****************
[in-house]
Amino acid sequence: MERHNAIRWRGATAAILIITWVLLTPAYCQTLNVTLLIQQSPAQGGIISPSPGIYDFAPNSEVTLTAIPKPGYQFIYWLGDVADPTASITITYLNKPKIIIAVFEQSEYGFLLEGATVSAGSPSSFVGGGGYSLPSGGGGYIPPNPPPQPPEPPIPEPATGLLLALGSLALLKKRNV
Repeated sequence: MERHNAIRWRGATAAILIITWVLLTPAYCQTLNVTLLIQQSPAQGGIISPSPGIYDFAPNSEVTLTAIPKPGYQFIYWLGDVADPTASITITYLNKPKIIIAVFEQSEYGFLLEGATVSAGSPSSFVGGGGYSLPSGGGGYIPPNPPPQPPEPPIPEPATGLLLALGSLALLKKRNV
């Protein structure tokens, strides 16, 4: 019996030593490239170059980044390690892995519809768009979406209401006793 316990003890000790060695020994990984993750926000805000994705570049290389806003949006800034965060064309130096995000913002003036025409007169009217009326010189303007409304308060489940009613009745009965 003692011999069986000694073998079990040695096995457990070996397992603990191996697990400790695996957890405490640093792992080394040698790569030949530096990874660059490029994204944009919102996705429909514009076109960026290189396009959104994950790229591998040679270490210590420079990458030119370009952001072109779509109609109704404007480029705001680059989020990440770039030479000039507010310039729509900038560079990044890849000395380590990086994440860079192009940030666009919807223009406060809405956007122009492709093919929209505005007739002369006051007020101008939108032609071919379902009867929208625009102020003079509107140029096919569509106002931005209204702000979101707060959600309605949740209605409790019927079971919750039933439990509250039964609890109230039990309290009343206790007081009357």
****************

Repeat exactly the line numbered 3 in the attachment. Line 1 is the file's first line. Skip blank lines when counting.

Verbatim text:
Repeated sequence: MERHNAIRWRGATAAILIITWVLLTPAYCQTLNVTLLIQQSPAQGGIISPSPGIYDFAPNSEVTLTAIPKPGYQFIYWLGDVADPTASITITYLNKPKIIIAVFEQSEYGFLLEGATVSAGSPSSFVGGGGYSLPSGGGGYIPPNPPPQPPEPPIPEPATGLLLALGSLALLKKRNV